Bill Ryder-Jones - A Bad Wind Blows In My Heart

This loses none of the considered compositional qualities of his previous work, but adds to it a certain world-worn raggedness.

Life can be pretty tough for the guitarist in a successful indie band who decides one day to go it alone and forge his own path. Just ask John Squire. Every Stone Roses is a Seahorses waiting to happen. Former Coral guitarist Bill Ryder-Jones made that jump soon after 2007’s ‘Roots And Echoes’. His first album, ‘If’, was released in 2011 and was a conceptual soundtrack to the book ‘If On A Winter’s Night A Traveller’ by Italo Calvino. While he cast aside any doubts concerning his skills as a composer with that effort, the move to more conventional singer-songwriter territory brings with it fresh risks and uncertainties. He had been singled out for praise while still with The Coral, by artists such as Noel Gallagher and Graham Coxon for his arrangements and technical prowess, but his ability to actually pen a tune wasn’t ever really put to the test with that band. Any doubts though have, with ‘A Bad Wind Blows In My Heart’, been well and truly dispelled. It loses none of the considered compositional qualities of his previous work (this is clearly a man who’s studied his theory) but adds to it a certain world-worn raggedness.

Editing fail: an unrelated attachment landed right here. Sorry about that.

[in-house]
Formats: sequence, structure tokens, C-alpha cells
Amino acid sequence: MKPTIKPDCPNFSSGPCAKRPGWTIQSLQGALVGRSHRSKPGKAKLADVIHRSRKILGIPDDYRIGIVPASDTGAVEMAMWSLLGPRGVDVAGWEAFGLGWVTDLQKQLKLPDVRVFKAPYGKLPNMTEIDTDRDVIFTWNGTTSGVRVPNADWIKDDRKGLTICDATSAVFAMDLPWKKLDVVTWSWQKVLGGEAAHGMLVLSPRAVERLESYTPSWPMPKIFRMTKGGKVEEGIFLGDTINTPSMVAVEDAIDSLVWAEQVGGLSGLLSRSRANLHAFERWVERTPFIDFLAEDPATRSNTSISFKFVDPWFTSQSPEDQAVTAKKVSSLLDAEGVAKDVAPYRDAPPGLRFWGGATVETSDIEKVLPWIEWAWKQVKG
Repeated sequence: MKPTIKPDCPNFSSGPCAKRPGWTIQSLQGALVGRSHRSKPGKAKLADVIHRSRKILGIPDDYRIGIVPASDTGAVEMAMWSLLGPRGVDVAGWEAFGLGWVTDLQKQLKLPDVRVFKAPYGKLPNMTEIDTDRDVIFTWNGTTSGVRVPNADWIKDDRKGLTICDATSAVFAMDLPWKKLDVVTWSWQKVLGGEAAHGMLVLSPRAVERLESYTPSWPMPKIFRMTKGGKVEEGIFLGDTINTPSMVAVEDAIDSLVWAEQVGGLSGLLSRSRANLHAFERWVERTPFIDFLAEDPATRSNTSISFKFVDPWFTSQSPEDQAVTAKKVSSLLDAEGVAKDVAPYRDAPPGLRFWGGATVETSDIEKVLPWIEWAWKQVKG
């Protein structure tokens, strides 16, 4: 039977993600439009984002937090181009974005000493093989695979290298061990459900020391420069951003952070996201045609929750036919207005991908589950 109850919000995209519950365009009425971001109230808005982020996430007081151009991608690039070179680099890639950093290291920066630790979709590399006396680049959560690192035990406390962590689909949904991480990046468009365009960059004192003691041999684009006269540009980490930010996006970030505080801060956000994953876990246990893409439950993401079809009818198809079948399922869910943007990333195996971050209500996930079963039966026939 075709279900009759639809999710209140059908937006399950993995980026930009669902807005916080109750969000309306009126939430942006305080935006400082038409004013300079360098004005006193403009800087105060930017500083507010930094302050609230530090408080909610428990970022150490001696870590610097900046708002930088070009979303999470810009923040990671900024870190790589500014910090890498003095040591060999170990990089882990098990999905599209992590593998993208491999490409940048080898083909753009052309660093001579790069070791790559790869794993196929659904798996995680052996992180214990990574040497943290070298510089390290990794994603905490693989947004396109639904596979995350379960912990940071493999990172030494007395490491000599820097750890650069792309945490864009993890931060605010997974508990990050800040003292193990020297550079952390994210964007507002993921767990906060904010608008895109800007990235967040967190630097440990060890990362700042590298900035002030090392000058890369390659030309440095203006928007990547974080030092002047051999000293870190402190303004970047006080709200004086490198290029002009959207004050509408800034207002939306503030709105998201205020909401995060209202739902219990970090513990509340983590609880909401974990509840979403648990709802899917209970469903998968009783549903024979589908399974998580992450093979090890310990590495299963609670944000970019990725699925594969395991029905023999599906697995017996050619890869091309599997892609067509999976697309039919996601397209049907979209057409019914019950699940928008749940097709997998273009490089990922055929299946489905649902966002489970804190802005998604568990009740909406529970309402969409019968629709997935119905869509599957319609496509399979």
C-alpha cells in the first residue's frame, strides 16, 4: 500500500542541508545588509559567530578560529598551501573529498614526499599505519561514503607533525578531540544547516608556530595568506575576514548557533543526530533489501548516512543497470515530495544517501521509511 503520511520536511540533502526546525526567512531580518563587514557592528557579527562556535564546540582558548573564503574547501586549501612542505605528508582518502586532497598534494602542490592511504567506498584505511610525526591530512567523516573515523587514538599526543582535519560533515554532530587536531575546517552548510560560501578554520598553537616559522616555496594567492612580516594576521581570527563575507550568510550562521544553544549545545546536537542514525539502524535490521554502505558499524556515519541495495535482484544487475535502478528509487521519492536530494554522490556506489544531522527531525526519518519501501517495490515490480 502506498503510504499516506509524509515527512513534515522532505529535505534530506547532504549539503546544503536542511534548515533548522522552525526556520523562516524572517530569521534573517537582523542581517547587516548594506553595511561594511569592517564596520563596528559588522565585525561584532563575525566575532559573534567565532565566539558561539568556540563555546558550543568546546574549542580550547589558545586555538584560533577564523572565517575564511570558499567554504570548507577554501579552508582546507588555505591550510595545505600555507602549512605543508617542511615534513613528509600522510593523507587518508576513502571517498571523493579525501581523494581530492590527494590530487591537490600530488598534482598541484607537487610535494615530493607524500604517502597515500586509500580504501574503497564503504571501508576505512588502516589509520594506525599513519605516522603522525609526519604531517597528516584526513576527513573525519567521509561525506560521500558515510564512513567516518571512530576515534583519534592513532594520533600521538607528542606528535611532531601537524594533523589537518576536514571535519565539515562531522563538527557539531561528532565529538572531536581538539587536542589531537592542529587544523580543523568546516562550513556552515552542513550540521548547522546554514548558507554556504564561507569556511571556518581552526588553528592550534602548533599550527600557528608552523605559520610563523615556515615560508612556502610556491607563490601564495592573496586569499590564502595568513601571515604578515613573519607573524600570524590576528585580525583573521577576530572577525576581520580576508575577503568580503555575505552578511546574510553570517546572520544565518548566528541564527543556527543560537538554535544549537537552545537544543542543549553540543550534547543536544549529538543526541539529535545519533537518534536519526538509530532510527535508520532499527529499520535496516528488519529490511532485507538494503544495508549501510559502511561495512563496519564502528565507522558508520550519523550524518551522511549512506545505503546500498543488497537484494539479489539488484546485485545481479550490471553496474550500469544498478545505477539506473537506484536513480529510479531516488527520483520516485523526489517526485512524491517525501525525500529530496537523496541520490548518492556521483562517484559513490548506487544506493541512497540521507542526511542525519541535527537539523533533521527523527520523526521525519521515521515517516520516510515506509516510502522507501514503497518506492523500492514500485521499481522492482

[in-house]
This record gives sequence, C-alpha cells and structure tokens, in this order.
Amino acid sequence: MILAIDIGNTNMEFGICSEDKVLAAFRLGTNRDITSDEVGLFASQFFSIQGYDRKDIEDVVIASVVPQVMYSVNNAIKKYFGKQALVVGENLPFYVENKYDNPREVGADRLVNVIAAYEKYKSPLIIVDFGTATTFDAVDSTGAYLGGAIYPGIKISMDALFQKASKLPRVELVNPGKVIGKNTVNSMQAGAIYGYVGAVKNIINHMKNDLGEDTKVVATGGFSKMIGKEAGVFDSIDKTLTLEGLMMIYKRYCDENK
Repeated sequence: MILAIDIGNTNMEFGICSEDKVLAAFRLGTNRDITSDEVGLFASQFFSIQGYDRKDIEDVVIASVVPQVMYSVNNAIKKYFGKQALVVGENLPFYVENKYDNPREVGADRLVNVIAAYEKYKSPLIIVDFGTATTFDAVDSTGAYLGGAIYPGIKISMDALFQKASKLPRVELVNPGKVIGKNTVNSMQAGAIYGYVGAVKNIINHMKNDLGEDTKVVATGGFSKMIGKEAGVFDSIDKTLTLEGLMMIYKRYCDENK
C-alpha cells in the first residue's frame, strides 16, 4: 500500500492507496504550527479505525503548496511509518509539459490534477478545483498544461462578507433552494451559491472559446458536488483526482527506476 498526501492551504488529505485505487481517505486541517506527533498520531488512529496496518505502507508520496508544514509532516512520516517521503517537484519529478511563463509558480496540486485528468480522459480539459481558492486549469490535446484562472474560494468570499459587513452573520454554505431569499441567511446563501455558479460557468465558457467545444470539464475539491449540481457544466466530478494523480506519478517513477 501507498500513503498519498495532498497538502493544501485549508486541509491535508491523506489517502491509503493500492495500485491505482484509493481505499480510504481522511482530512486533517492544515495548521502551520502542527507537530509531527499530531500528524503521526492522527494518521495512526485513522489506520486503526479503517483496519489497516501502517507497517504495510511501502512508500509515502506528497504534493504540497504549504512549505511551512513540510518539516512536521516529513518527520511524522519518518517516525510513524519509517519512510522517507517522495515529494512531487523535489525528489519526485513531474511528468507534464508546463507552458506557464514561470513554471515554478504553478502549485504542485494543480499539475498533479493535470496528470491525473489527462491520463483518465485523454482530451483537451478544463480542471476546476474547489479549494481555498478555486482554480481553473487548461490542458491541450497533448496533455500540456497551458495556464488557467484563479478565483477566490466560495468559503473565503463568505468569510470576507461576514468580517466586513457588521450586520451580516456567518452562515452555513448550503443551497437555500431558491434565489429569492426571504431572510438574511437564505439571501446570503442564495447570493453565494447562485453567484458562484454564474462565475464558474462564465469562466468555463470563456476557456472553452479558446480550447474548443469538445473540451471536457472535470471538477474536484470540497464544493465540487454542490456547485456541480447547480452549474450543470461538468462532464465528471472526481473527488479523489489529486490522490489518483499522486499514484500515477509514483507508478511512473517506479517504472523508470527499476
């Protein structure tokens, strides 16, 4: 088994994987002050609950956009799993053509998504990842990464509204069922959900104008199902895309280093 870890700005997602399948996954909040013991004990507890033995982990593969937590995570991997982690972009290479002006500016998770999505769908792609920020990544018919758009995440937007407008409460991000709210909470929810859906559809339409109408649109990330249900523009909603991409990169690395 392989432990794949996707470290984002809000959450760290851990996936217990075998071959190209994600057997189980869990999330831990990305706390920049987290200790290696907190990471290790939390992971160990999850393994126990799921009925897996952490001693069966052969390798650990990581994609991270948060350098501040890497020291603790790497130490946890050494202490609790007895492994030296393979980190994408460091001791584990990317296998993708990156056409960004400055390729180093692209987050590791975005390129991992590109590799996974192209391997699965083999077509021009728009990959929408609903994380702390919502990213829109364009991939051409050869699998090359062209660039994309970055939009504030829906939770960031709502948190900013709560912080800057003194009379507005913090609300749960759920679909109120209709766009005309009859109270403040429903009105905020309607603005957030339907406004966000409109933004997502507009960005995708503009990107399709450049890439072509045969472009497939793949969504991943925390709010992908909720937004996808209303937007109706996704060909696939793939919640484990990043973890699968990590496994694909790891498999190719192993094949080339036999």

‘A Bad Wind…’ resides firmly in singer-songwriter territory, occupying a space somewhere between fellow Domino alumni Elliott Smith and Bill Callahan. While his vocal delivery sounds as though he’s having to force each word out through cracked lips at the end of a long night, the accompanying music fits perfectly, whether it’s building mournfully on album highlight ‘He Took You in His Arms’ or restricted to merely an accompanying acoustic guitar as on the Nick Drake-ish ‘By Morning I’. While it had to have taken some stones to leave his comfort zone and decide to go his own way with no safety net, it seems like it was a gamble that’ll pay off for both him and us.

Tags: Bill Ryder-Jones, Reviews, Album Reviews

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